We've got insurance for a natural disaster, but we didn't have insurance in our rider for a pandemic - not many people were thinking there was going to be a global pandemic.

Q: You've said that vendors would be refunded their deposits if the show is canceled, but if under a worst-case scenario it is impossible to hold next year's show, is the GCSAA on the hook to lose any money?

A: "It's a bit of a complicated situation the way that the contract is worded, and the way these things typically get negotiated. If there a reasonable opportunity for us to host the show in Las Vegas, for example meaning there is not a government mandate that you cannot have a group of people over 45, or let's say they move it to 100, or whatever that number is, if those are not in place and we have a history of our event being much larger than that, our attorneys have said that we would have a very good chance of utilizing that as for force majeure, where we would be able to get out of our contract. In talking with the Las Vegas Convention and Visitors Bureau and the hotels, they are very aware of that and are working diligently to make that work. They certainly want you to keep that event and keep it in the city, even if it is at a later time. That's problematic for us. Once you get past that February window, and get into the golf season, it doesn't work for us, so we would have to cancel the show."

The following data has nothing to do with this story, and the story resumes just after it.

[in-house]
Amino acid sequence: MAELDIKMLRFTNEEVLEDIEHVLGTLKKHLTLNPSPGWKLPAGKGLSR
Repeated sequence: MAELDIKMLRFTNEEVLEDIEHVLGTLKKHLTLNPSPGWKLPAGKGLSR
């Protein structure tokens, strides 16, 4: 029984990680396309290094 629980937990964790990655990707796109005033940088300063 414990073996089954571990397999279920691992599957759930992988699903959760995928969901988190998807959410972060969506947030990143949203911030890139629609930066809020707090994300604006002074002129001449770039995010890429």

Q: What would a virtual Golf Industry Show look like?

A: "Obviously these things have come a long way. We've watched or participated in a half-dozen to a dozen demonstrations. They are much more complex than a Zoom call, or Skype call. They do a good job of getting you in the moment. Meaning let's take the General Session for example, you're virtually walking into a ballroom or auditorium. It's really a visual virtual production; the curtain opens, in comes your speaker and the session begins.